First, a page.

Monday, September 27, 2010

Interview with... Alice Amter

For a few years now I've been a fan of the TV sitcom, The Big Bang Theory.
My wife isn't too keen on the show though, so it means I get to watch it in peace.

Over time I've found a commonality with the characters, and in turn, the characters' parents.
Case in point is Alice Amter in the role of Mrs. Koothrappali, who is the mother of Raj on the show.

I recently had the pleasure of interviewing Alice Amter. I hope you enjoy...

1. How did you get involved with The Big Bang Theory?

It was simply an audition, with two female roles at play, Raj's girlfriend and Raj's Mom...
I decided to go for the Mom role even though I was the youngest one of the Mom auditioners because there was a chance the character would recur.....I also had a feeling that there was something very special about this show and a voice in the back of my head said "you have to get this one". I had one audition with casting and then a call back with Chuck Lorre and Bill Prady, then I heard nothing and thought I had lost the part to another actress. I then got the call that I had to go back in again. At that call back there were some new actresses and one actress from the previous two rounds, so I figured it would be me or her. They didn't call right away so I assumed they had given the role to her until my Manager called and told me they had selected me. I was very happy and excited.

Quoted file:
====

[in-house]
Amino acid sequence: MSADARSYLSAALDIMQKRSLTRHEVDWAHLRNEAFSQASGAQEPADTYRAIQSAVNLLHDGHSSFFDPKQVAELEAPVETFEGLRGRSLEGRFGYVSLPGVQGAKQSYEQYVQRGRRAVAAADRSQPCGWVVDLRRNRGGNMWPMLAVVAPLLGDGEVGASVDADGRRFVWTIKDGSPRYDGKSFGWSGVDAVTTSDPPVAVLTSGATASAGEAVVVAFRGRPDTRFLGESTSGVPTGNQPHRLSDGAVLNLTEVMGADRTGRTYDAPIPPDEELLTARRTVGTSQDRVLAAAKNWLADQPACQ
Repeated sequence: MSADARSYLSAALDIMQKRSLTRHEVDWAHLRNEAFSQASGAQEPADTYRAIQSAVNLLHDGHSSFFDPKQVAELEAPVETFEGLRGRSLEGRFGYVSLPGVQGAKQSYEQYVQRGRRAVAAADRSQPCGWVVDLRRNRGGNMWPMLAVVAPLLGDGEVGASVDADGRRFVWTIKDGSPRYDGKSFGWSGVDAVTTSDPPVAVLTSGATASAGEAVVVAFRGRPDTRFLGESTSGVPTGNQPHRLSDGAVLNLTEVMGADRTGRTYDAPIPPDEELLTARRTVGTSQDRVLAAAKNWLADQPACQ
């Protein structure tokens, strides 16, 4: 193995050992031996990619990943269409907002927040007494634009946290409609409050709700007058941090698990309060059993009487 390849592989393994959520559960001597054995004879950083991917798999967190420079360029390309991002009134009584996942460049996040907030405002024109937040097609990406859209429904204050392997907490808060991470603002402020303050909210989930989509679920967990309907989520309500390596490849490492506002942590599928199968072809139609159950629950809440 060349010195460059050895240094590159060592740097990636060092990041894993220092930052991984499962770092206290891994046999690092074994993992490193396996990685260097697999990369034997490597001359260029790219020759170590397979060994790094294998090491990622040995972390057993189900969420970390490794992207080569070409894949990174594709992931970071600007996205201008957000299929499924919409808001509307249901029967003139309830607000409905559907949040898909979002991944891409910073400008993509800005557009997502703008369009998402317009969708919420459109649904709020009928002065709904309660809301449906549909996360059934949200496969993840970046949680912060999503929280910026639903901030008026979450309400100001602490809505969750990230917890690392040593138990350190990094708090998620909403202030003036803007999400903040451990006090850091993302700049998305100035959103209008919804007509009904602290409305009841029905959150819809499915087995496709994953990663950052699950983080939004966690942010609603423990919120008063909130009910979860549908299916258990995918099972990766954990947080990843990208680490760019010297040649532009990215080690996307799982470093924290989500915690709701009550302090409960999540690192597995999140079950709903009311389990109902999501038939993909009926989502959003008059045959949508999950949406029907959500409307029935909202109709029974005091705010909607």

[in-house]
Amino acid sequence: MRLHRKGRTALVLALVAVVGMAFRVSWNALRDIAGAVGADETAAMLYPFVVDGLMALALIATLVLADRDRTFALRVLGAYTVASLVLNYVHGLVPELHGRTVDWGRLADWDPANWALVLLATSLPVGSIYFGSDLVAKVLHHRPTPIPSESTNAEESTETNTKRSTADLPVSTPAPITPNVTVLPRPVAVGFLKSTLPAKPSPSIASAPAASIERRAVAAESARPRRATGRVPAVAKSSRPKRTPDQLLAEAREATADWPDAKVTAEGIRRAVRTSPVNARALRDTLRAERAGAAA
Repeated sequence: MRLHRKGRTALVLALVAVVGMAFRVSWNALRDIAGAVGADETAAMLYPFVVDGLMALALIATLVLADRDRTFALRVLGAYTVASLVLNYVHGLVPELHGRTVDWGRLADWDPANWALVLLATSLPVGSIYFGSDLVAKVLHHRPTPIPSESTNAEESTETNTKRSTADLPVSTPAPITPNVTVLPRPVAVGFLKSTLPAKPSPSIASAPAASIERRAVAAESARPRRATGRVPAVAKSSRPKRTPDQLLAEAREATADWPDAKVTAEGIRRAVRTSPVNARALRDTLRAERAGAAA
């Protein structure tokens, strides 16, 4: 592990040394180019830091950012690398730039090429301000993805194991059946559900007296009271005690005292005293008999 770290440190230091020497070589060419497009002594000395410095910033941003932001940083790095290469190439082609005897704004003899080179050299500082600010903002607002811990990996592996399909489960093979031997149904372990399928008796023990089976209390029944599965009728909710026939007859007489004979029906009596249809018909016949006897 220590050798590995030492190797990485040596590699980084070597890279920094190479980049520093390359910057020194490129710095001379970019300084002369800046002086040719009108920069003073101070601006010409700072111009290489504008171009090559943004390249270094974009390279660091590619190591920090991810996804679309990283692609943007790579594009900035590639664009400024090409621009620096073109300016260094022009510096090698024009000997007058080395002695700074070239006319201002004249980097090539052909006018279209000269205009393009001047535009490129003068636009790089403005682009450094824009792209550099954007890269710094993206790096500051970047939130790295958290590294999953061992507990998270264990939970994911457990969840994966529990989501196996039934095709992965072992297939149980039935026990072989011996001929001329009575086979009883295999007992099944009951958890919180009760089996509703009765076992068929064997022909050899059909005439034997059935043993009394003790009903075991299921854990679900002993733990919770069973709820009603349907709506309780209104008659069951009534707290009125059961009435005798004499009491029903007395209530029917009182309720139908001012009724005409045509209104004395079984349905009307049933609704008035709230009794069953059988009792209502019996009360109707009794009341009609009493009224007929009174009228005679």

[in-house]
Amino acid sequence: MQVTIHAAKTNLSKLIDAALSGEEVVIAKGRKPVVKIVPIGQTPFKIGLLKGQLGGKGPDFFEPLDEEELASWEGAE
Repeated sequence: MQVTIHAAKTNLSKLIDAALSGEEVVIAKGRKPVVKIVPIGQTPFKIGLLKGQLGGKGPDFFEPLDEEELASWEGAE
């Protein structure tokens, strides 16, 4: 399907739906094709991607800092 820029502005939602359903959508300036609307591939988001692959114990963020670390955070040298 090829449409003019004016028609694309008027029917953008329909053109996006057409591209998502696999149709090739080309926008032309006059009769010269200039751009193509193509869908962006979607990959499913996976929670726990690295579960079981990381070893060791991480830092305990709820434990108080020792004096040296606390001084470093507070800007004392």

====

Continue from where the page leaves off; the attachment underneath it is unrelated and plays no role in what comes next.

2. Have you done other comedy work? As an actress what do you consider to be your strength?